About Our First Nominated Books

1. Tinkers, by Paul Harding


Harding (42), a onetime drummer for a rock band, is far too discreet to name any of the agents or editors who wouldn’t touch his work a few years ago. “They would lecture me about the pace of life today,” he said. “It was, ‘Where are the car chases?’ ” he said, recalling the gist of the letters. “ ‘Nobody wants to read a slow, contemplative, meditative, quiet book.’ ” His manuscript languished in a desk drawer for nearly three years, before eventually found a publisher and went on to win the Pulitzer Prize for fiction on April 2010.

“Tinkers” is a novel with sparse dialogue and large portions set inside the characters’ heads. Framed partly as a deathbed vigil for George Washington Crosby, a clock repairer, the book wanders through time and consciousness, describing in fine-grain detail its rural Maine setting and the epileptic fits of George’s father, Howard, an old-time tinker who traveled the countryside by wagon.
The story’s genesis came from Mr. Harding’s own grandfather, who grew up in rural Maine and whose epileptic father abandoned the family when he learned that his wife, Mr. Harding’s great-grandmother, planned to send him to an asylum.
Minds are of utmost concern to Harding, particularly where it concerns Howard, who suffered from epilepsy. As George remembers him, Howard’s seizures gave him a mystical air, making him a religious figure in his small town. But Harding wants to know what happens—literally and metaphorically—to Howard as his seizures seize control of his brain. His language, always gorgeous, gets downright painterly when he peeks inside Howard’s skull: “Howard’s blistered brain crackled and sparked blue behind his eyes and he sat slumped, slack-jawed, blanket-wrapped, baffled by his diet of lightning.”George’s fascination with the gears and tumblers in clocks echoes dramatically in the inner-workings of Howard’s fitful brain, and again in Howard’s meticulous care of the wagon in which he hauled his wares. Both father and son treat objects like talismans, the ticking and clopping mechanisms that somehow bring comfort to the troubled mind.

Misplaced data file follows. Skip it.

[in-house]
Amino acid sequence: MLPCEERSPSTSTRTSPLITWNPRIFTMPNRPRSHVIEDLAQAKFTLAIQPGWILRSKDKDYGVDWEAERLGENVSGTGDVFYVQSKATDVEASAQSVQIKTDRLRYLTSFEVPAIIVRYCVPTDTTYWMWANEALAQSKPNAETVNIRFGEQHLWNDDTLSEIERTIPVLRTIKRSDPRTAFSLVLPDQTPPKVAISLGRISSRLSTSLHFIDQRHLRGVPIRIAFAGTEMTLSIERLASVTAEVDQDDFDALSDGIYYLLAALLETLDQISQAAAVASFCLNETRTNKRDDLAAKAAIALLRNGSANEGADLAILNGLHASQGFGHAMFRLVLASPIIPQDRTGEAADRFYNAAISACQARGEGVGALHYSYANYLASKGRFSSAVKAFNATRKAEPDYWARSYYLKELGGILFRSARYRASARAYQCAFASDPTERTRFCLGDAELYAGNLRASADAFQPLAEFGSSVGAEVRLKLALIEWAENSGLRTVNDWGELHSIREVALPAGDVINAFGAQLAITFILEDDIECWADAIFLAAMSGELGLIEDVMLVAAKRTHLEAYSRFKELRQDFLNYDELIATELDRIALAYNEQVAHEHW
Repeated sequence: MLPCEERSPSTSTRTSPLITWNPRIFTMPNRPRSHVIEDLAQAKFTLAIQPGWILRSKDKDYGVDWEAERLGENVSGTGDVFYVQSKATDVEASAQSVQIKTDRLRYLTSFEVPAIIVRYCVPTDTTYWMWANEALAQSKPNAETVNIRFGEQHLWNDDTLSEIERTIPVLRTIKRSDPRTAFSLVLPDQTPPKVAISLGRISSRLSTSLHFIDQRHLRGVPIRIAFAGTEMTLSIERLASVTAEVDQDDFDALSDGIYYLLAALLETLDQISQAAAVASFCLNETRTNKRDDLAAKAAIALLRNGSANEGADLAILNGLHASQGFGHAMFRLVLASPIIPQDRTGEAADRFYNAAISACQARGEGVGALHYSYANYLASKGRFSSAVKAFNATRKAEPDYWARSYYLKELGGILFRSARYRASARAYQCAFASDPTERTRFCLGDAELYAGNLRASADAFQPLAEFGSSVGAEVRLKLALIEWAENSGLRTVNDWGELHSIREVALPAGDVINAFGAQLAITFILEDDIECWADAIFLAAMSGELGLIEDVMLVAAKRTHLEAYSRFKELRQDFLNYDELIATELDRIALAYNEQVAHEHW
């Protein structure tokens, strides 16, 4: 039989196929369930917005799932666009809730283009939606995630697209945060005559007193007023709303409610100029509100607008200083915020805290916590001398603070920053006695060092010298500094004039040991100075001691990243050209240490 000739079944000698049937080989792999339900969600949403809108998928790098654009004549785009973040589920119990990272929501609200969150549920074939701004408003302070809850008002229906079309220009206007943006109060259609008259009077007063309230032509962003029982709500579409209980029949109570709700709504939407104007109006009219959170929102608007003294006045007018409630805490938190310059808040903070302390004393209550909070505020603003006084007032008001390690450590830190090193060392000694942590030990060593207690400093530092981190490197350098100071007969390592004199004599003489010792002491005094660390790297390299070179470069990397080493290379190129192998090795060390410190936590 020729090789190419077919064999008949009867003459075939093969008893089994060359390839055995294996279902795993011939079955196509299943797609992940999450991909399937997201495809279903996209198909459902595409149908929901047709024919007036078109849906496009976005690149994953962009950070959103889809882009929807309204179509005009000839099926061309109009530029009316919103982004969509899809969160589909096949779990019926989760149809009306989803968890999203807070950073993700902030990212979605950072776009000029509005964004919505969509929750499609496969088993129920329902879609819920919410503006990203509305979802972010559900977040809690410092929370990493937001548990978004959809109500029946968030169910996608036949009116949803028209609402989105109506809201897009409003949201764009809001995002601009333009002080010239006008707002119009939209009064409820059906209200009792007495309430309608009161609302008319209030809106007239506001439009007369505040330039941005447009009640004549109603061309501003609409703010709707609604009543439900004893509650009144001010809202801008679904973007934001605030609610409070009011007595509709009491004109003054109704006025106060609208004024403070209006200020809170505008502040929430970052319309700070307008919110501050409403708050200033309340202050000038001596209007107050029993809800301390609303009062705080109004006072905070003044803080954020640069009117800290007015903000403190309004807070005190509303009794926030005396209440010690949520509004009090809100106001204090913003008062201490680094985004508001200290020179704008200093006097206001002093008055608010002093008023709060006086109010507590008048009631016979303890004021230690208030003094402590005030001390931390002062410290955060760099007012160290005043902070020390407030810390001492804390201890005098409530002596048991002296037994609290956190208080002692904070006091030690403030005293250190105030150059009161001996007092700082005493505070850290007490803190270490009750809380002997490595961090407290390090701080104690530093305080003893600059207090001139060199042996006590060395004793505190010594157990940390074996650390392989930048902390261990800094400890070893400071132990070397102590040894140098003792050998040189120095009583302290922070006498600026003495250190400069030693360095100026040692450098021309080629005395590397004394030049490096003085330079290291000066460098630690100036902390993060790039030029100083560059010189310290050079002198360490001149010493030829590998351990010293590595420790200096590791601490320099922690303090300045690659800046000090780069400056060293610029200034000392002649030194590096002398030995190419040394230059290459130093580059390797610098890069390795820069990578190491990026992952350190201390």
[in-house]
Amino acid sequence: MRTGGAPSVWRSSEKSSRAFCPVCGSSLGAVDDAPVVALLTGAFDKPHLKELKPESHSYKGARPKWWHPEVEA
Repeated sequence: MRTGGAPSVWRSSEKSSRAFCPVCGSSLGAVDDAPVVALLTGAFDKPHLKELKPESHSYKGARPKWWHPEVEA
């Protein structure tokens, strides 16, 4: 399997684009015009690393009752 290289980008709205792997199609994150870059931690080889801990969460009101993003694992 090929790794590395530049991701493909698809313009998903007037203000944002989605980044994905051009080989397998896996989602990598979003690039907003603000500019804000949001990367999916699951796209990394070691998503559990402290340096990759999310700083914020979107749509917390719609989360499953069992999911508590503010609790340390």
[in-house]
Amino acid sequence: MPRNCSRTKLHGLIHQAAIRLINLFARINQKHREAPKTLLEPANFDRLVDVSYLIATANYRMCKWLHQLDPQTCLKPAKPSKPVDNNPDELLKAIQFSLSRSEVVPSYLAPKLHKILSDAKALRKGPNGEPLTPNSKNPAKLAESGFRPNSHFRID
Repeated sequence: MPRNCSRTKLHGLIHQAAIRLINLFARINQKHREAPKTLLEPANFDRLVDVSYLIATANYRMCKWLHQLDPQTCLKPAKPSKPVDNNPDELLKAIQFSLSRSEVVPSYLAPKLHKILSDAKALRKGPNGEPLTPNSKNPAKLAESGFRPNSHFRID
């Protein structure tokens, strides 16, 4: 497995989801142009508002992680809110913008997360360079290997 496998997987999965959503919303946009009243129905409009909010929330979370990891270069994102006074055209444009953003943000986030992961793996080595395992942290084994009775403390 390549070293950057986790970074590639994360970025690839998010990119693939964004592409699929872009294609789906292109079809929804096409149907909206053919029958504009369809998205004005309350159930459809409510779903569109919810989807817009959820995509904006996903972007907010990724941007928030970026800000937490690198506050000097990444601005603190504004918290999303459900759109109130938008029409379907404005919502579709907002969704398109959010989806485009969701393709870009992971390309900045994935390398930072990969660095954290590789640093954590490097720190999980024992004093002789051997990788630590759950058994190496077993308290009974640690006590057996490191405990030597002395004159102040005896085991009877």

Harding is a first-rate writer, and his fascination with what makes his characters tick recommends him as a philosopher, as well. At its mahogany outer shell, Tinkers is a novel about the way families lay down unimpeachable tracks on future generations. But in its inner chamber, it’s about the way the mind fetishizes the smallest acts—the gears that keep life trued—even as our bodies enter a final winter. (taken from NY Times & Time Out Chicago online)

2. Veronica Decides to Die, by Paulo Coelho

Coelho's books have been a long-time favorite amongst book readers in Indonesia. His books have been translated into more than 60 languages around the world. Coelho (63) was born in Rio de Janeiro, Brazil, and has always wanted to become a writer since he was a teenager. At 17, Coelho's introversion and opposition to following a traditional path led to his parents committing him to a mental institution from which he escaped three times before being released at the age of 20.